The Creative Artist Programme
The Royal Ballet School has launched an exclusive programme of creative lectures and workshops, with a roster of internationally renowned creative, cultural and commercial figures.
The new programme called The Creative Artist, is aimed at providing additional influences that will support a more rounded education for students, so the School can continue to produce not only dancers of the highest technical capability, but also ones who are versatile, creative and have the ability to portray emotion, drama and feeling on stage.
The School has already welcomed Olympic gold medalist sailor, Sir Ben Ainslie; renowned British sculptor, Sir Antony Gormley OBE; actor, Sir Derek Jacobi CBE and theatre and film director, Stephen Daldry CBE.
Director of both the film and stage productions of Billy Elliot, Daldry explained the influence that ballet has had on his own creative thinking;
‘What I think is really amazing about ballet is that, whatever an audience’s background is, wherever they come from or whether they have any education about ballet, audiences understand grace. There is something so unbelievably universal about the connection with dance, that it is not an art form that needs cultural knowledge, because the audience intuitively understands that something extraordinary is happening.’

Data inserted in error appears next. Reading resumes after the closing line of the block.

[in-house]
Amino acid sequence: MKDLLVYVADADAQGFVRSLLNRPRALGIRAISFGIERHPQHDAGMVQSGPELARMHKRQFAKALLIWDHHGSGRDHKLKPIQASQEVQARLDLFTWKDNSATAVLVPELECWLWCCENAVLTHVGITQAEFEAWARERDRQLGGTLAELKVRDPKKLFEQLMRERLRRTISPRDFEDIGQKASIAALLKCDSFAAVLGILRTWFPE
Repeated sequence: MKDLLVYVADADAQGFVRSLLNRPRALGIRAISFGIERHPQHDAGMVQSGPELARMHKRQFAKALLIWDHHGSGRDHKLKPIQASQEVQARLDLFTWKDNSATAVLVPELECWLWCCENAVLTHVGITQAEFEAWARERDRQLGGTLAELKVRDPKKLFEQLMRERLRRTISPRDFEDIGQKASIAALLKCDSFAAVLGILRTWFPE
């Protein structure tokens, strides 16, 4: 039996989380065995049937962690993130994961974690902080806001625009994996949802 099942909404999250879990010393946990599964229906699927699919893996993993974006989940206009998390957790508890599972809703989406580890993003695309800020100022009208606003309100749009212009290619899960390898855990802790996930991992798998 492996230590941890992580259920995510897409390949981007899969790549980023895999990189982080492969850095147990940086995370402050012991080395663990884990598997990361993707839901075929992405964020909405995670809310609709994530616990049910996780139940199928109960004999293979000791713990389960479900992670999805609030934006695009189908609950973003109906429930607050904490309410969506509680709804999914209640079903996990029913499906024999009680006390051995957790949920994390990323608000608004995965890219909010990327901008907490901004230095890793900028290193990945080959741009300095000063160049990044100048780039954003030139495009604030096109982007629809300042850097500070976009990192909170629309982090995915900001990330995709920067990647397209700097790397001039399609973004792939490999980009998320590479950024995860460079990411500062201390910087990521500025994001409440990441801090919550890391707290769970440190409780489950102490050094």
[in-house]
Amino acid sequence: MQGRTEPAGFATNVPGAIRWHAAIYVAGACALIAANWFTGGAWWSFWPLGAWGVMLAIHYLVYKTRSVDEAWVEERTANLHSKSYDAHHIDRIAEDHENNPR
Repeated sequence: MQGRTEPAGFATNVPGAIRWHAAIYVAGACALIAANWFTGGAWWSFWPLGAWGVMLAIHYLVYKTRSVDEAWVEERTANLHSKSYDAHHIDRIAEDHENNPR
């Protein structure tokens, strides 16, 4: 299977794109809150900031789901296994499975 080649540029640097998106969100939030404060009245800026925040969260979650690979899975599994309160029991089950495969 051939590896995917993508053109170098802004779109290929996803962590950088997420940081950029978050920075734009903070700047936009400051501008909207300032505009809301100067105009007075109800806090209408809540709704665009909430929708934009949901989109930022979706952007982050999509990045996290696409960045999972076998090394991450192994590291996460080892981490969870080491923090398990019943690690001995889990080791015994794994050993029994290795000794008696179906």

He talked about dance’s universality and the importance of it as an art form:
‘I’m sort obsessed with the idea of ballet now, that you can take it into any community, into any context, and people will emotionally and imaginatively respond to it.’
Sir Derek Jacobi spoke about his early years of pursuing an acting career and the essential elements that have contributed to his success.
‘I have to preface everything I’m saying today that you are listening to the luckiest actor you will ever meet.
‘In the business, talent is of total importance. You also need good health and stamina but on top of all that you need luck, in the sense of the opportunity to strut your stuff. In that sense, I’ve been incredibly lucky, right from the start of my professional career.’
After the first of the talks, 3rd Year student, Grace Paulley said it was interesting to enter the wider creative world;
‘It’s going to broaden our horizons, give us an insight into other areas of the artistic world and help us to develop as artists ourselves’
1st Year student, Emily Umbrazunas said the talks were useful, in that;
‘It gives you inspiration to continue with what we’re working so hard to do.’
‘It’s an honour for me to be here with you at the very beginning of your lives as active, intelligent, thinking and feeling bodies and minds.’
The School continues to invite professionals from diverse creative industries into the School to work with the students, share their creative journeys to attaining excellence in their field and encourage dialogue between them.
Confirmed guests coming up include choreographer Matthew Bourne, author Michael Morpurgo, and composer Philip Spratley.
Sir Derek Jacobi concluded his talk, appealing to the students’ desire to dance:
‘If you want to be a dancer: don’t. But if need to be a dancer, then do. I think the fire in the belly is all. If you ask yourself, ‘could I live without dance?’ and the answer is ‘perhaps,’ then beware. If the answer is ‘no’, then go for it.’
Extracts and interviews from the events in the programme will be made available on our website.